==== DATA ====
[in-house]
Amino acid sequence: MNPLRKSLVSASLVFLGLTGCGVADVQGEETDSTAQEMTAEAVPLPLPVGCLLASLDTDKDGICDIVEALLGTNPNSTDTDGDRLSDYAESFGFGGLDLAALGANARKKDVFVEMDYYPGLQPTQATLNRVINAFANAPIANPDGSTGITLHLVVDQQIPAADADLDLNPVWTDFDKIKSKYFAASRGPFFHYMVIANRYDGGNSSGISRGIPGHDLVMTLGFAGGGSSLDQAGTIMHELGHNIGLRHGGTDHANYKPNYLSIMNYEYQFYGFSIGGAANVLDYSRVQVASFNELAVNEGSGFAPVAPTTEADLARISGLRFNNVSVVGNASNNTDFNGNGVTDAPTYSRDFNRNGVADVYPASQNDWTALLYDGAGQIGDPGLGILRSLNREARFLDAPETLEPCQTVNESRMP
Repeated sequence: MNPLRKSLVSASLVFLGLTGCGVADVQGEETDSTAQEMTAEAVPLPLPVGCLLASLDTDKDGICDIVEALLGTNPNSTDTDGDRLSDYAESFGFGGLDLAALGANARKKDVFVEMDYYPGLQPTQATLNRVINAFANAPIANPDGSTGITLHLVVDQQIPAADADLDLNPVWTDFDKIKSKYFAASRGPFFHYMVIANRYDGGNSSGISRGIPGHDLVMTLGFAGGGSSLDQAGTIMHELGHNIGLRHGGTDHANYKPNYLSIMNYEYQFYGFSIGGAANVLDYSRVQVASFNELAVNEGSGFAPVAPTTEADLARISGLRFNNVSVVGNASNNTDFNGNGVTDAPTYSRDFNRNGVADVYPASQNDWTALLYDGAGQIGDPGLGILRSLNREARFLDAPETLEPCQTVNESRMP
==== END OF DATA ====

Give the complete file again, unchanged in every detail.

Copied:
[in-house]
Amino acid sequence: MNPLRKSLVSASLVFLGLTGCGVADVQGEETDSTAQEMTAEAVPLPLPVGCLLASLDTDKDGICDIVEALLGTNPNSTDTDGDRLSDYAESFGFGGLDLAALGANARKKDVFVEMDYYPGLQPTQATLNRVINAFANAPIANPDGSTGITLHLVVDQQIPAADADLDLNPVWTDFDKIKSKYFAASRGPFFHYMVIANRYDGGNSSGISRGIPGHDLVMTLGFAGGGSSLDQAGTIMHELGHNIGLRHGGTDHANYKPNYLSIMNYEYQFYGFSIGGAANVLDYSRVQVASFNELAVNEGSGFAPVAPTTEADLARISGLRFNNVSVVGNASNNTDFNGNGVTDAPTYSRDFNRNGVADVYPASQNDWTALLYDGAGQIGDPGLGILRSLNREARFLDAPETLEPCQTVNESRMP
Repeated sequence: MNPLRKSLVSASLVFLGLTGCGVADVQGEETDSTAQEMTAEAVPLPLPVGCLLASLDTDKDGICDIVEALLGTNPNSTDTDGDRLSDYAESFGFGGLDLAALGANARKKDVFVEMDYYPGLQPTQATLNRVINAFANAPIANPDGSTGITLHLVVDQQIPAADADLDLNPVWTDFDKIKSKYFAASRGPFFHYMVIANRYDGGNSSGISRGIPGHDLVMTLGFAGGGSSLDQAGTIMHELGHNIGLRHGGTDHANYKPNYLSIMNYEYQFYGFSIGGAANVLDYSRVQVASFNELAVNEGSGFAPVAPTTEADLARISGLRFNNVSVVGNASNNTDFNGNGVTDAPTYSRDFNRNGVADVYPASQNDWTALLYDGAGQIGDPGLGILRSLNREARFLDAPETLEPCQTVNESRMP